Towards the end of his time at the October meeting, Stiger directed our attention once again to the bison jump. In a technical sense, the jump would forever lack its critical juncture: the turn. A driver in a lone pick-up truck, perhaps imagining himself an ancient Folsom warrior, drove the length of the bison jump and parked at the turn, just before the cliff’s edge. Most of the original cairns remain, but those at the turn were driven over and swept away in an act of random archaeological violence. Without a clear turn, the bison’s final approach towards the cliff has been left up to the imagination. Stiger shrugged, downcast but not entirely surprised. “As you excavate it, you destroy it.”

I thought back to that crisp day in May, and how the drone skirted the edge of the bison jump, hesitated, spun, and returned to its plotted base. I remembered pacing the lane of rock cairns, imagining the fear and the power of the bison that once stampeded that same causeway. Where the turn should have been, the path simply dissipated towards the north-facing slope, empty. The Mountaineer project, for Stiger, is both additive and subtractive, a taxing and rewarding feat of preservation practically in his own backyard. In the winter months, when the locals sling fresh game over their porch railings, it isn’t difficult to imagine Folsom folks doing the same. In the icy February dawn, they too might sit at the hearth, flaking away through the annals of geologic time.

Franklin Eccher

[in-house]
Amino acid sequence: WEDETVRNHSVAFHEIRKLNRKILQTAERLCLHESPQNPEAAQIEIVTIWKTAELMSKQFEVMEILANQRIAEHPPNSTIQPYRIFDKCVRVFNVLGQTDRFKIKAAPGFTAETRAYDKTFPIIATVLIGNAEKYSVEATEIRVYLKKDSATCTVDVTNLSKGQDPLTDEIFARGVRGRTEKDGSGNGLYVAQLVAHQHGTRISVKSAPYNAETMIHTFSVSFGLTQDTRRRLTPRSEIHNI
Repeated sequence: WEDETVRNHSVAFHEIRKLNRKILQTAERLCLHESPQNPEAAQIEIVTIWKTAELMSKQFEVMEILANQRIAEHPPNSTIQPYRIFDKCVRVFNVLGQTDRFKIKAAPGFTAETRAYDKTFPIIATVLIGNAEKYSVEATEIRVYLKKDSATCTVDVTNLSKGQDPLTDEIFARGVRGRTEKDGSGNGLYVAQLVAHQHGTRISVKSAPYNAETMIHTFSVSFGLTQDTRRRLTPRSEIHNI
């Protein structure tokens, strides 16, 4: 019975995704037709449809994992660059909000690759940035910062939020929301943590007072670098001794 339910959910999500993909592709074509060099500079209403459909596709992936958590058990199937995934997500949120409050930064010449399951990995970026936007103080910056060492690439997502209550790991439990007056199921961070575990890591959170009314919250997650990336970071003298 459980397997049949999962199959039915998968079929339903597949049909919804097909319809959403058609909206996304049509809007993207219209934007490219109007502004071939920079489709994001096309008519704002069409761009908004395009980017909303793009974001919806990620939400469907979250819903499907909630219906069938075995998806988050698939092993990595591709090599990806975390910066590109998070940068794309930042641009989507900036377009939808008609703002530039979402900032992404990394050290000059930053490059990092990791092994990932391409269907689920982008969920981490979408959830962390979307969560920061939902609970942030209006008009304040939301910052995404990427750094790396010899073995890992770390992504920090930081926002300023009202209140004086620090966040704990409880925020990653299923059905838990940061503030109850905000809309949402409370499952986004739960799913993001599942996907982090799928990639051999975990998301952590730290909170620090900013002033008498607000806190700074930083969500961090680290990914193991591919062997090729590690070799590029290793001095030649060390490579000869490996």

Franklin Eccher is a junior Environmental Studies major and Education Studies Scholar at Yale College from Montrose, Colorado. Franklin is pursuing the Environmental Humanities concentration, and is interested in environmental writing and policy in the Mountain West. Franklin works with the "Trout Team" at the Ucross High Plains Stewardship Initiative, in addition to the nation's largest student-run PAC, Students for a New American Politics. In his free time, Franklin climbs, fly fishes, and manages the undergraduate brewing club SayBrew.

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  1. Great article, Frank! We watched the PBS special that you cited. I do wonder, however, why you didn’t mention your father’s work there with his drones and students (Doug Eccher).

    • Franklin Eccher says:

      Much appreciated! The work that Peak Academy’s science department has done there is really interesting too, and was the personal connection that tied me to visiting the place. My only reasoning for not mentioning them was to keep the focus on the land and the Paleoindian story but I’m so grateful that Peak academy and Mr. Eccher’s class gave me the opportunity to visit.

  2. Thanks for this well-written and fascinating article about the archaeological treasure in our backyard in the Gunnison Valley!

  3. Robert Dundas says:

    The Montrose Archaeological Society is really named the Chipeta Archaeological Society. The oldest archaeological society in the state of Colorado and one of many chapters of the Colorado Archaeological Society.

  4. Tyler Schoenke says:

    Hi Frank,

    I enjoyed your article. My dad and his buddy actually came across this site or another one exactly like it when he was in college at Western State around 1960. As a teen, he told me about how he and his buddy went camping near the college. As they climbed up on a mesa, they came across an Indian (Native American) campground with a bunch of tools and arrowheads. Said it looked the like people could have been there just a few weeks before but he knew it had probably been abandoned for a long time. He said he could just picture in his mind how the Native Americans would have been sitting around the campsite telling stories with their friends and families. He loved hearing stories about Cowboys and Indians when he was a kid and loved living in the West, so it was exciting for him to come across that campground.

    Growing up in Wisconsin and being a hunter, he would find arrowheads from the tribes around Appleton and encouraged me to look for them when we went out hiking. It is cool this site was rediscovered 40+ years later by someone who understood the significance of the site.